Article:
On 28 May 1999, after 31 years of searching, the Israel Navy announced that the remains of the submarine INS Dakar had been found. The wreck was located by the Nauticos Corporation, then under contract to the Israeli Government; Nauticos had previously found the wreck of Titanic. The wreck was located between the islands of Crete and Cyprus about 800 km from Israel at a depth of 9,800 feet (3,000 m). The precise cause of the accident is not known, but no emergency measures appear to have been carried out. It appears that the submarine dived suddenly and rapidly past her maximum depth limit and suffered a catastrophic hull rupture. The emergency buoy was released by the violence of the hull collapse, and washed ashore after drifting for a year.
On 11 October 2000 Dakar’s bridge and the forward edge of her sail were raised, and now stand as a memorial in the Clandestine Immigration and Naval Museum in Haifa.
The year 1968 was the worst peacetime period for fatal submarine accidents. In addition to Dakar another three vessels disappeared, the French Daphne-class submarine Minerve, the Soviet Golf-class submarine K-129 and the United States nuclear submarine Scorpion. All hands were lost in these four tragedies. Coincidentally 1968 announced the start of great cuts to the British defence forces with a resultant decline in morale.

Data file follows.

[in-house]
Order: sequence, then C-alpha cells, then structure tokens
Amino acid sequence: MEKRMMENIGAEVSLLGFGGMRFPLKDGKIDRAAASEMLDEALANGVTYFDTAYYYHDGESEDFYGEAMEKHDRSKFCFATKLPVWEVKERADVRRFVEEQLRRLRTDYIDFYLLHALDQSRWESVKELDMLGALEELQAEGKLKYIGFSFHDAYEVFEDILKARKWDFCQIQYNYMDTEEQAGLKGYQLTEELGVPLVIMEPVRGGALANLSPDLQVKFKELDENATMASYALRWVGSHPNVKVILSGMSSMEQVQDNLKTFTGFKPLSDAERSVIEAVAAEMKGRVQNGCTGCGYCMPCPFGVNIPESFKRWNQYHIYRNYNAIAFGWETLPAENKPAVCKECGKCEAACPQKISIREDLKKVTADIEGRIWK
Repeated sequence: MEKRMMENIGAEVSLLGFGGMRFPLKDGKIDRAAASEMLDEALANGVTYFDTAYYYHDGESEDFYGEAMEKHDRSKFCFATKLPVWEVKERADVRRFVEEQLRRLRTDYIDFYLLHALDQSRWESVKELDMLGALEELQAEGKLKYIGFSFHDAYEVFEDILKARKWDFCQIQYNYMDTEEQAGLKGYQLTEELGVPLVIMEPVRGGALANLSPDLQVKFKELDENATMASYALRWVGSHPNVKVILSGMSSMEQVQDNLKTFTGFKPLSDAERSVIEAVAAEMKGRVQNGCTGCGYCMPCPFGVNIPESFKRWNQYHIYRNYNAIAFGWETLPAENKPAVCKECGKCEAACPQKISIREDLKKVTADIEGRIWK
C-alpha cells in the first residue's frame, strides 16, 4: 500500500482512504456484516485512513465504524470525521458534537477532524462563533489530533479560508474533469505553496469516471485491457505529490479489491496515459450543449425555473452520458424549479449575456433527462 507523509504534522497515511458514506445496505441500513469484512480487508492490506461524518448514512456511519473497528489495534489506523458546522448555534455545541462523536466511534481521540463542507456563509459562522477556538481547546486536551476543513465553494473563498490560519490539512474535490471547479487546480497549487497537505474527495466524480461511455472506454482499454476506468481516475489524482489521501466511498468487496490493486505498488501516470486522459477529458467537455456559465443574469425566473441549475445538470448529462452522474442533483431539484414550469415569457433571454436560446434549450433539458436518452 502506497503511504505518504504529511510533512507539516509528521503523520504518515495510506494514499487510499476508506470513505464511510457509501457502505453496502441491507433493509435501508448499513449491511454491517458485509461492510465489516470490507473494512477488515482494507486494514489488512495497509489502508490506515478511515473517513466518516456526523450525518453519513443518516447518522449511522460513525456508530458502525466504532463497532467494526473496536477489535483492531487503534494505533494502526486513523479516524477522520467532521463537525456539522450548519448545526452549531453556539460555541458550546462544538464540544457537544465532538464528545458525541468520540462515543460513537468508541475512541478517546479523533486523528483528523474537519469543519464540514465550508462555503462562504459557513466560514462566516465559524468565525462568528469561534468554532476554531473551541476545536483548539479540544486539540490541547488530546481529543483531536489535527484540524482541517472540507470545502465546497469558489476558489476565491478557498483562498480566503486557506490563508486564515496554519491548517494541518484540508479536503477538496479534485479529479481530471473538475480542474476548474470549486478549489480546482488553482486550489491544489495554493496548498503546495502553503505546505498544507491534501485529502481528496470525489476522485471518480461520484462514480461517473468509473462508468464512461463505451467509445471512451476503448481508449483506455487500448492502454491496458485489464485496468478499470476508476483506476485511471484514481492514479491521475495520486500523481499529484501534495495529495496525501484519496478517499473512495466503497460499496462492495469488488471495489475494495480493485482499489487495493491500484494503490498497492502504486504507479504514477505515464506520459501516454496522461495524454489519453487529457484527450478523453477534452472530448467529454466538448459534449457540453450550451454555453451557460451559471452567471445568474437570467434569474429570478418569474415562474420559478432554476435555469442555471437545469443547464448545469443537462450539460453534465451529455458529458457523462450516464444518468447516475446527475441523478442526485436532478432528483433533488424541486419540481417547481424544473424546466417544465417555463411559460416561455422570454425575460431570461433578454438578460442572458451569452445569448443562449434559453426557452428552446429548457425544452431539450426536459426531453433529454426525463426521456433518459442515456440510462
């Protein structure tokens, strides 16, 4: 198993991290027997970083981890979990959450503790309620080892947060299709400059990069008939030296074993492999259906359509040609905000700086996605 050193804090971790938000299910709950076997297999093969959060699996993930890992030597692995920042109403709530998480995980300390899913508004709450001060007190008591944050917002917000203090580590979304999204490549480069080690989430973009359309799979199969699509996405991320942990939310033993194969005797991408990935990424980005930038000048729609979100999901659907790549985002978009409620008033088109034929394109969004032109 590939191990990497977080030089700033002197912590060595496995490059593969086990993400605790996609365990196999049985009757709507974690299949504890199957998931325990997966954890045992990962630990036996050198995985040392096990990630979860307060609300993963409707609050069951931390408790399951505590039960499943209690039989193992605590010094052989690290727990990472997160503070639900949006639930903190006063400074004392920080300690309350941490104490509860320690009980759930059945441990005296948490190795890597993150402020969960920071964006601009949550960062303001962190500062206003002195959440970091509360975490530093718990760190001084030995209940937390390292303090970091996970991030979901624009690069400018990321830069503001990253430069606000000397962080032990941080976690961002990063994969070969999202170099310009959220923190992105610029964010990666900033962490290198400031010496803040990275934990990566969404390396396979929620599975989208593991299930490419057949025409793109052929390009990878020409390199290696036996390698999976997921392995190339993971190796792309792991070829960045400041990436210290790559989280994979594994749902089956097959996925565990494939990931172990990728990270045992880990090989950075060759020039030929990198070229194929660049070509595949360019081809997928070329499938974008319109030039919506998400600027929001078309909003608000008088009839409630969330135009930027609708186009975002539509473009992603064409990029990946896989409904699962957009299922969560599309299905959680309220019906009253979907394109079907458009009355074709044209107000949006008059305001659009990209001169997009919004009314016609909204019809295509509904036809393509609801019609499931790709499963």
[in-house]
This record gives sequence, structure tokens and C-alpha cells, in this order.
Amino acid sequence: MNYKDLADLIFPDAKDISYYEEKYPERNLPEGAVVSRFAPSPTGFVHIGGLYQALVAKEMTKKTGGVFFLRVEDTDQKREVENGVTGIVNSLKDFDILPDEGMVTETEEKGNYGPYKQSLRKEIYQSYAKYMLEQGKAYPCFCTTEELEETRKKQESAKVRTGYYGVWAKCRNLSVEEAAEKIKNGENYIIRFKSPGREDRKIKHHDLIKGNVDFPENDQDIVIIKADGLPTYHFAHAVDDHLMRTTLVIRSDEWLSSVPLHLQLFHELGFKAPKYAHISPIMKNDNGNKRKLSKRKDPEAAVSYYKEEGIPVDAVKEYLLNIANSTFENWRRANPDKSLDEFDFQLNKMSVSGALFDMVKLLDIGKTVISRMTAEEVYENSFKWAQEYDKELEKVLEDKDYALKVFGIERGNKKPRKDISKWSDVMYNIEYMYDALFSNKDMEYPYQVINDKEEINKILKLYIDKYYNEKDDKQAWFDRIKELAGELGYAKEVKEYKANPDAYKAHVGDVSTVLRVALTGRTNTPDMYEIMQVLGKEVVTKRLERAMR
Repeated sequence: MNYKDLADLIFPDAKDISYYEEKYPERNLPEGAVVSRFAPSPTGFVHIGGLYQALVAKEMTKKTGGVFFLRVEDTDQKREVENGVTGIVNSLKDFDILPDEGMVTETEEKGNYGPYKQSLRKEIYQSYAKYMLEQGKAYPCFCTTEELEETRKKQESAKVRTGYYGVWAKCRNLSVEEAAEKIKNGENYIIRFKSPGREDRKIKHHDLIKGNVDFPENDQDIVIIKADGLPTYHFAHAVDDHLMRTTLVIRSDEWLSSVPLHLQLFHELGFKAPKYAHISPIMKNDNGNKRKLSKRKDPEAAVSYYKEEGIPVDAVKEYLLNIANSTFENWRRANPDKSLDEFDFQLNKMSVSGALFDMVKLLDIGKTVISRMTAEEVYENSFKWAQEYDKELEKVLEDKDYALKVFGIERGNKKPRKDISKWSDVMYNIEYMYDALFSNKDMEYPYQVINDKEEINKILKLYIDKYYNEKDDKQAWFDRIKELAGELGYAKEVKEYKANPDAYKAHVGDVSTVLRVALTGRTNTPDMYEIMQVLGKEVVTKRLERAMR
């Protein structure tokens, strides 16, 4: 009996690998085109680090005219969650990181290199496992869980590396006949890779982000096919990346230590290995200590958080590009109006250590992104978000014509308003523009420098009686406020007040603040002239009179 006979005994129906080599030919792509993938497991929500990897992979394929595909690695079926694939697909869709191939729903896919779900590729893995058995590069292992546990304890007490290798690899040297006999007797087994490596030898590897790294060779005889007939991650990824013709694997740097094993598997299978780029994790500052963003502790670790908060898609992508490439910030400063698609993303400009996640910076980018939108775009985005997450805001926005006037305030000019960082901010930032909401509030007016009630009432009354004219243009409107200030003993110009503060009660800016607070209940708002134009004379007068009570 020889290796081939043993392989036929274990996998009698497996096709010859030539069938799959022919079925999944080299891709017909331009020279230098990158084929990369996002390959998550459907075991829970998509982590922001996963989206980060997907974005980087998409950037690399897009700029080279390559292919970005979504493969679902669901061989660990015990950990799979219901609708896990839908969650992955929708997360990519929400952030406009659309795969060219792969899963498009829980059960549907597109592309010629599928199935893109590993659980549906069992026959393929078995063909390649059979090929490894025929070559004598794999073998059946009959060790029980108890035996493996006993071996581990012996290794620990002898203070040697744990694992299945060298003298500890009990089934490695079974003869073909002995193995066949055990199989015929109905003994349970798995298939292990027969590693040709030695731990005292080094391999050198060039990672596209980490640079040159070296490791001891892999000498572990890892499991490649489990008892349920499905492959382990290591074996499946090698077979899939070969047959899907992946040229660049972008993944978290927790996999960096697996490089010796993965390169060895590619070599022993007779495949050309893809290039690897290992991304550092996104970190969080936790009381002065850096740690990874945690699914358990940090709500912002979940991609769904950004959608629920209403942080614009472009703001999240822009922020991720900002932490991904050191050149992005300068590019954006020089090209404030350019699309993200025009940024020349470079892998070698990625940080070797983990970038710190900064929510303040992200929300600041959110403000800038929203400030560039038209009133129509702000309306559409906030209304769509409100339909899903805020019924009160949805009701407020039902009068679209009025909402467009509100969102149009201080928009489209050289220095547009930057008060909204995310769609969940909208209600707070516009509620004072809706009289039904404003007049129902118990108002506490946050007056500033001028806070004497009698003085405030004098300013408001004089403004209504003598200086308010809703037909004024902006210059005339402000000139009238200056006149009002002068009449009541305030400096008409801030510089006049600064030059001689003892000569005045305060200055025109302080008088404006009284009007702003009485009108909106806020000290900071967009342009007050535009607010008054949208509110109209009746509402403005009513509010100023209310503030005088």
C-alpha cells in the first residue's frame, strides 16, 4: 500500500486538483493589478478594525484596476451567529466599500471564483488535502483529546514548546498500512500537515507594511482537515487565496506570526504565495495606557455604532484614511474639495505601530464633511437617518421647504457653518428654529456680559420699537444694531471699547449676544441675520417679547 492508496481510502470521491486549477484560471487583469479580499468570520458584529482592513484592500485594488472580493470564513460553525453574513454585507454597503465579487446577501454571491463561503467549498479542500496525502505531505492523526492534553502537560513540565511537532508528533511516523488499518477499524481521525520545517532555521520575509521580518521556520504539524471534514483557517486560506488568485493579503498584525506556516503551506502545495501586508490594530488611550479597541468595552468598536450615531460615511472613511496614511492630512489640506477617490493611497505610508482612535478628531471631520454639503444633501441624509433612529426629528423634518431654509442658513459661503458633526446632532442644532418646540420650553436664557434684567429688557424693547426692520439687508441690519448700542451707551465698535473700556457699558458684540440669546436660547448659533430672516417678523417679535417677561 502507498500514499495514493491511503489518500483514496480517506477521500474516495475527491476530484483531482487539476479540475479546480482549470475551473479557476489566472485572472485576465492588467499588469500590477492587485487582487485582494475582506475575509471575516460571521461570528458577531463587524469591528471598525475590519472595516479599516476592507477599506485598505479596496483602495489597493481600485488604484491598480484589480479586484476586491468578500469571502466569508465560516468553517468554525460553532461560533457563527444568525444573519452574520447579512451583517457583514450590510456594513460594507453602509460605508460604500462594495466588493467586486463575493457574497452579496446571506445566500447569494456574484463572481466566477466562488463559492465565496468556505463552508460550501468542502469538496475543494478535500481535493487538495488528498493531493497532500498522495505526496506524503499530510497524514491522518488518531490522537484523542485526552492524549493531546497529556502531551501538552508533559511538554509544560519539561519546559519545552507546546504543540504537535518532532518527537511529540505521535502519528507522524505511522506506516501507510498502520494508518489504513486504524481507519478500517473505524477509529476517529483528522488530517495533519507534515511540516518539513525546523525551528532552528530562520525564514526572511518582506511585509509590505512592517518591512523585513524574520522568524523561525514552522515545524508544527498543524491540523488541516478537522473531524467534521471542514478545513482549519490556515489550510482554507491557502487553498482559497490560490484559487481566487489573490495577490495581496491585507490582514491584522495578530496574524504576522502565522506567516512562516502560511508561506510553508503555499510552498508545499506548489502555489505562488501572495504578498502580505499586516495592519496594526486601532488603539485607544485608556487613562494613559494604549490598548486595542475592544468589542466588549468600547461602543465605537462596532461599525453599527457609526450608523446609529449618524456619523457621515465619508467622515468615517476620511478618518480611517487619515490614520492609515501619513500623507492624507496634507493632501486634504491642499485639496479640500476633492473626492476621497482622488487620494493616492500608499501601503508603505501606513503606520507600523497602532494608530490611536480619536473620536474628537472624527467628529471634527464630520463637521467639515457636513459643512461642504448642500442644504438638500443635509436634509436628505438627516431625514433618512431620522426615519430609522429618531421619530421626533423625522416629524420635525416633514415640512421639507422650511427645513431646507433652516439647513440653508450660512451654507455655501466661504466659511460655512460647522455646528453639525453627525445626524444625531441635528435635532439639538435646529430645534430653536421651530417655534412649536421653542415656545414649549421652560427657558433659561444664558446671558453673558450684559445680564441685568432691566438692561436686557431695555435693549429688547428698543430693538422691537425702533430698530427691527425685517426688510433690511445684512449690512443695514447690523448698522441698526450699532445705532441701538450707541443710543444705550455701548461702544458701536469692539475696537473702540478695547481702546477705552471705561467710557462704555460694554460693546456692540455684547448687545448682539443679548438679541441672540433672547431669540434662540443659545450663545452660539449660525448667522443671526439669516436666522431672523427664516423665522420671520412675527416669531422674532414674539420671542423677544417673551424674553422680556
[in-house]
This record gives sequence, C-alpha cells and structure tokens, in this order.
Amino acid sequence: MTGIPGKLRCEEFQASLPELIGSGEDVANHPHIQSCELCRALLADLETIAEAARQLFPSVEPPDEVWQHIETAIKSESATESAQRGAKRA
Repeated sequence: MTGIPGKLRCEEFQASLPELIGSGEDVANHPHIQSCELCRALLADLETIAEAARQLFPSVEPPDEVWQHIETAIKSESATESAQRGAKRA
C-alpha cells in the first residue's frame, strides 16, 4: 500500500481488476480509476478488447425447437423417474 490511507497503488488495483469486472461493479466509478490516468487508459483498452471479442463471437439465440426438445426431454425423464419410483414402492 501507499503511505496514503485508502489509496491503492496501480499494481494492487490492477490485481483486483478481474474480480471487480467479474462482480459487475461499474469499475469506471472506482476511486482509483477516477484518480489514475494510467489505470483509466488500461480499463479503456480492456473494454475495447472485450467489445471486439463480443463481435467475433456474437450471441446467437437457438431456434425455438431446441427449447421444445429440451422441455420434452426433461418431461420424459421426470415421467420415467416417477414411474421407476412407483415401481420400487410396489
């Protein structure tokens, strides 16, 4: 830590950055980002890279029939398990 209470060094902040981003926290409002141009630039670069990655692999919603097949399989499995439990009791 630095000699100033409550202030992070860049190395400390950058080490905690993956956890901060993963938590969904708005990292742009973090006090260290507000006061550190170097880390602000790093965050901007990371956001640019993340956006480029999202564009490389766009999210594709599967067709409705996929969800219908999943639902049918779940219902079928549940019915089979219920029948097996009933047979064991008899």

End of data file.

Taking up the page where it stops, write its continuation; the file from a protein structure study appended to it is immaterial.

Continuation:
Several theories were advanced as to the cause of the loss. These included collision and enemy action. If the latter had occurred, it was reasoned the crew may have been captured and held prisoner. Commander Brian Forbes, RN who captained Totem two years before she was sold to Israel, in an article published in The Jerusalem Post dated 23 September 2019 says: ‘The submarine had built-in-flaws which accounted for an above average loss rate of the T-class. Out of 50 vessels built, 18 sank1’.
Rabbinical authorities had to solve complicated problems of Jewish law before the wives of the crew member could be officially declared widows. In March 1981 the Chief Rabbi, Shlomo Goren, accepted the findings of the naval board of inquiry that when the vessel foundered all hands perished. In his report he decreed that under Jewish law 16 wives of the crew members were now free to remarry.
Should any of our readers have visited the Israeli Naval Museum we should be pleased to hear further on this fascinating historical story.
- A total of 53 T-class vessels were built. These were constructed in three groups. Group One: Fifteen pre-war boats with only six surviving. Group Two: Seven boats were built early in the war and only two survived. Group Three: Thirty-one built late in the war and post war, of which only three were lost, which included Totem/Dakar.